Clarissa Luna is a New York City-based celebrity and fashion make up artist, with over 13 years in the beauty industry.
Make up can make or break any look and Clarissa 2011 winning collection definitely showcased her make up skills and how make up can enhance a beautiful hairstyle. Clarissa won the coveted award for make up artists everywhere – the NAHA title of Make Up Artist of the Year.
Because NAHA is celebrating 25 spectacular years this Summer, we sat down with Clarissa Luna, for the inside scoop on her 2011 NAHA title of Make Up Artist of the Year. After winning NAHA, Clarissa career changed in many ways, her appreciation for make up artistry, and all that it really means came to full circle. What she used to see as a fun hobby, years ago, has now become a whirlwind career.
“People may see a fuschia lipstick, but have no clue why they like it, or how the color came about. We as make up artists, try our best to do unique work, experiment with textures, mixing and swatching colors, that then become trend. To see the impact that we have on the beauty and fashion industries, is what’s changed most for me. And now that I’m a full-time, working make up artist in NYC, I can’t believe I get to do this for a living!”, said Clarissa.
When asked about her reaction to winning, Clarissa explained to us that naturally, she was in complete shock – we don’t blame her, it’s a huge honor! She was entered by the team she did the collection with, so she wasn’t really prepared for the NAHA experience. “I couldn’t hear anything as I was receiving my award, except for my heartbeat. All I could think of was, ‘don’t faint’. After the awards show, I celebrated with my team, who also won in their category. It was a lovely night I will never forget!”
Her winning collection was very much a collaboration between the salon team she was working with, and the mastermind behind it all, Allen Ruiz. Their team, along with their photographer, Tania Quintanilla, came up with lighting and background concepts, wardrobe ideas, and the entire feel for the shoot. It was after that, that Clarissa decided she wanted to make each model represent a woman of power. The one challenge she gave herself, was to stick to a certain amount of make up shades, and use them each differently, on each model. It made her step outside of her comfort zone, which made for a great addition to the concept. “It all came together really organically, and at the end of two days, we all knew there was something special about what we shot, whether or not we were going to win,” explained Clarissa.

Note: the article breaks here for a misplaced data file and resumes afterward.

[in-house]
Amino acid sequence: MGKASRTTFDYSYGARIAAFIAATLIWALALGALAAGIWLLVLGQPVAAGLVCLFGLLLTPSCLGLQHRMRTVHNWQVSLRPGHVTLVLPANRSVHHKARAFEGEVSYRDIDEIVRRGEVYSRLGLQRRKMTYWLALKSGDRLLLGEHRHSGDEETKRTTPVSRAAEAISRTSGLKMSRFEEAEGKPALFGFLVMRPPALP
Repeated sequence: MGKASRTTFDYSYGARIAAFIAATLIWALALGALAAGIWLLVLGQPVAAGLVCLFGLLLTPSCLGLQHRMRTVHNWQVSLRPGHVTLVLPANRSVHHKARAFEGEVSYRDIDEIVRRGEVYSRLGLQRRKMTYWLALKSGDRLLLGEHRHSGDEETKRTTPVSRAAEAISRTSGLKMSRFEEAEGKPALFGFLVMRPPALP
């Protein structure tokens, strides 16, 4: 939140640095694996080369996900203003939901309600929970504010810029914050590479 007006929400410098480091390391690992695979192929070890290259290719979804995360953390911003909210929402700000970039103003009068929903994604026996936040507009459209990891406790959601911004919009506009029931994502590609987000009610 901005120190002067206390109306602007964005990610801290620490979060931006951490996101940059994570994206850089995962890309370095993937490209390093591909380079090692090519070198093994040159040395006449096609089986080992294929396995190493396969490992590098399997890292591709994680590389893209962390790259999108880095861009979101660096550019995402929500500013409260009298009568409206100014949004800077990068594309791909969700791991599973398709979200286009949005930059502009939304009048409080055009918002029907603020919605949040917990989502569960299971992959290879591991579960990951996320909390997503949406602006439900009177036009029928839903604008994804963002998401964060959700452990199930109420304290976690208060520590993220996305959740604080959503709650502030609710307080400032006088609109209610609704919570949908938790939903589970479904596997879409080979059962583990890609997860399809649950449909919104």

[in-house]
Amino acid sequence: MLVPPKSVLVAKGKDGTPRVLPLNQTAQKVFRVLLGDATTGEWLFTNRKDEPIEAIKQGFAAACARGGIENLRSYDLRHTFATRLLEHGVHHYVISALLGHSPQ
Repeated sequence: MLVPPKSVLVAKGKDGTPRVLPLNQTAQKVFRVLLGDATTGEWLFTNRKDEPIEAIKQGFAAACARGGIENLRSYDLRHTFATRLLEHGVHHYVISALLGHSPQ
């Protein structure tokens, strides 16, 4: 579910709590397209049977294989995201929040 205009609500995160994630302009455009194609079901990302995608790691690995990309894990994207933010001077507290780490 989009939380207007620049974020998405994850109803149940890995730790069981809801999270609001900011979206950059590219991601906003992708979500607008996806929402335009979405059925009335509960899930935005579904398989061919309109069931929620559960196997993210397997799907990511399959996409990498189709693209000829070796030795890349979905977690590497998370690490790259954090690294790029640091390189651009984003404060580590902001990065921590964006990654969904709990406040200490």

When asked about her best memory of the whole NAHA experience, her answer was simple, “My great memory was waking up the next day, realizing I’d won. I looked at my phone and Facebook, and was so overwhelmed with congratulatory messages and emails, that I could not keep up. It hit me that I’d won, and then I started to cry… and then I started dancing around the hotel room! Hearing my parents voices the next morning, was also a very sweet moment. They reminded me to always be grateful, and stay humble. They have my trophy on display, at their home. Knowing how proud they are, may be the best memory of all,” gushed Clarissa.
Clarissa explained to us that she doesn’t find much inspiration in other artists, more so in art, architecture, and nature. She also thinks studying make up from different eras, really helped her understand different techniques that were used, and why they were used. When she challenged herself to learn on her own, she believes – “You begin to create organically, without someone else’s influence. Someone who worked like that, was the great Kevyn Aucoin. If I had an artist to look up to, it would be him. Kevyn didn’t do make up. He transformed faces. His outside-the-box thinking, set him apart from everyone in the industry, and I will forever admire him for that.”
Winning Make Up Artist of the Year is no easy feat. Clarissa told us that she believes the key is all in your confidence and being able to communicate with your team – some other helpful tips she shared with us: “Make mood-boards, and research a lot, you need to have unique work, it’s key. And always let your ego take a back seat, because after all, it’s just make up.”